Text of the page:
What was supposed to be a National Assembly debate on air transport in the Asean community quickly degenerated into a heated argument over semantics.
On Wednesday, CPP lawmaker Chheang Vun called an opposition parliamentarian “a Bunong”—literally an ethnic minority found in Mondolkiri province, but also used in the Khmer language as a derogatory term meaning “savage” or “primitive.”
The slight resulted in 20 opposition lawmakers staging a walkout.
On Thursday, Mr. Vun attempted to defend the language he had used in Parliament to again berate Human Right’s Party (HRP) President Kem Sokha, claiming that Mr. Sokha’s interpretation of the word as a racist slur was incorrect.
“Some politicians have imbued this word with the wrong meaning, to upset people in northeastern Cambodia,” Mr. Vun told the assembled members of Parliament.
“The opposition should stop misinterpreting my words as referring to indigenous people,” Mr. Vun said.
Bunong and indigenous people were not one and the same, Mr. Vun maintained, claiming that the ethnic minority was no longer referred to as Bunong, which is an antiquated term.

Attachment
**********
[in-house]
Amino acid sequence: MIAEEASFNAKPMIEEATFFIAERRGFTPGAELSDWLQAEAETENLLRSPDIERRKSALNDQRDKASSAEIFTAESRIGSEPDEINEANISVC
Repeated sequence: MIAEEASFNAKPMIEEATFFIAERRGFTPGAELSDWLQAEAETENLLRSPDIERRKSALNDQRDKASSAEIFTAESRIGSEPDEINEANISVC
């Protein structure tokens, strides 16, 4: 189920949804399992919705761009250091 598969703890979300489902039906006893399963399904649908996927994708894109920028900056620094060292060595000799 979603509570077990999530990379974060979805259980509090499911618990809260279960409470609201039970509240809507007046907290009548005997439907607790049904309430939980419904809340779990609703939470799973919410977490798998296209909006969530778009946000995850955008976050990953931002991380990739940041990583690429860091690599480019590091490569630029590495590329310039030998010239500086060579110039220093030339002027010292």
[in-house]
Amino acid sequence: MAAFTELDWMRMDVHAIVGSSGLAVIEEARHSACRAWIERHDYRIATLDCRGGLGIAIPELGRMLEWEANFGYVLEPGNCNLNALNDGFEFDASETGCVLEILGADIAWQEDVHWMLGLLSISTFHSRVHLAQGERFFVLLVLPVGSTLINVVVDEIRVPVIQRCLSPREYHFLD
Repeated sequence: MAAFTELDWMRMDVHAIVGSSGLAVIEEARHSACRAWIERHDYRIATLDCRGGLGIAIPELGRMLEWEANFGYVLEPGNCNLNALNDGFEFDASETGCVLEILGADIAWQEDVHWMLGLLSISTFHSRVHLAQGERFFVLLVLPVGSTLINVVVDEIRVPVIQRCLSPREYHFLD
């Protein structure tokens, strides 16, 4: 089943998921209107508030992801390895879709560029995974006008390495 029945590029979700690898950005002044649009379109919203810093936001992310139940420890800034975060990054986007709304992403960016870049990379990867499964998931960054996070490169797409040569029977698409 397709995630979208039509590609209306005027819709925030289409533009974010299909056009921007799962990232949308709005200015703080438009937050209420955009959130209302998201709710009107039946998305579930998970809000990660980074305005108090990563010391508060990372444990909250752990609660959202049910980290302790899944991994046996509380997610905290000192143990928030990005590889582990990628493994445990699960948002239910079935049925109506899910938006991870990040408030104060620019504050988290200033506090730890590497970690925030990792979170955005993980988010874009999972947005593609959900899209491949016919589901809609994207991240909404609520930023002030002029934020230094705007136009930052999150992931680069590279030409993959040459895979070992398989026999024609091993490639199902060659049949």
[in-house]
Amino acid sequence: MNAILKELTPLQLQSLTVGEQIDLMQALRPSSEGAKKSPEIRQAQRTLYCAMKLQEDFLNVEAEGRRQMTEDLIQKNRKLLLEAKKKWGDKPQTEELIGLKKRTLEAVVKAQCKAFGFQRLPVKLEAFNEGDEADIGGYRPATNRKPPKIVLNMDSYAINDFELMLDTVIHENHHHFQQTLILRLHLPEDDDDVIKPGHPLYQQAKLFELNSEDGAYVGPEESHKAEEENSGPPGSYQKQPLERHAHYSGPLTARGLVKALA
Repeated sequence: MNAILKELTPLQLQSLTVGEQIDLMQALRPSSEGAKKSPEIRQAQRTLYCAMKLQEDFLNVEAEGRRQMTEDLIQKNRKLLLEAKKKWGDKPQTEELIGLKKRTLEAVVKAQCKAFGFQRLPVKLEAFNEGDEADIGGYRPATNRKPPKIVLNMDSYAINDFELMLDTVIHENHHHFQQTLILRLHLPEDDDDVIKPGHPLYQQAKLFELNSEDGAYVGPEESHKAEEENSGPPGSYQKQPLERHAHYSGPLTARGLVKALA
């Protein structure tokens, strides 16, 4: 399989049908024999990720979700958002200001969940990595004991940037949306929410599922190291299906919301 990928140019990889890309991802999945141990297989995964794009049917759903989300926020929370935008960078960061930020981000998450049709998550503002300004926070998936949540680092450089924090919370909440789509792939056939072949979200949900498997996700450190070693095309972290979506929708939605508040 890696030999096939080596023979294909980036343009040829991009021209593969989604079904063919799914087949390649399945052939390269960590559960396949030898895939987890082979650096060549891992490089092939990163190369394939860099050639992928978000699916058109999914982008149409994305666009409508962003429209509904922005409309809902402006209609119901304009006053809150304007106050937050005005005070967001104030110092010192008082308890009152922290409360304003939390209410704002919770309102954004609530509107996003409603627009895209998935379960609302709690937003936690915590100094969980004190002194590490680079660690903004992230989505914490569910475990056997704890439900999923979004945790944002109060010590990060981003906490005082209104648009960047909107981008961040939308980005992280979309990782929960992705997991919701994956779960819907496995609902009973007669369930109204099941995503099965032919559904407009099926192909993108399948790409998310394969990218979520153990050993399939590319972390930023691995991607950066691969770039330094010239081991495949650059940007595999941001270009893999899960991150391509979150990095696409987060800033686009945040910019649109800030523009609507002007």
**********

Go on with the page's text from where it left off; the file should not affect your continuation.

According to the “Chuon Nath Khmer Dictionary,” Bunong referred to people who “did not respect the law” or were homeless, Mr. Vun said.
“The people in the Northeast are called indigenous. You should not call them Bunong,” he said, adding: “You must be careful using that word.”
While Mr. Sokha was absent from the National Assembly, SRP lawmaker Yim Sovann took the floor to object to Mr. Vun’s attempts to redirect the blame at the opposition.
“What you’ve said isn’t true,” Mr. Sovann said to Mr. Vun. “That is not the dictionary definition of Bunong. You said that word.”
During the debate on Wednesday, Mr. Sokha had addressed the assembly to condemn the government’s human rights record.
Mr. Vun had then taken to the floor and attacked Mr. Sokha, saying: “What Mr. Sokha said; he is like a Bunong or an uneducated person and it is unacceptable.”
Following Mr. Vun’s comments, members of the HRP and SRP walked out of the National Assembly in protest.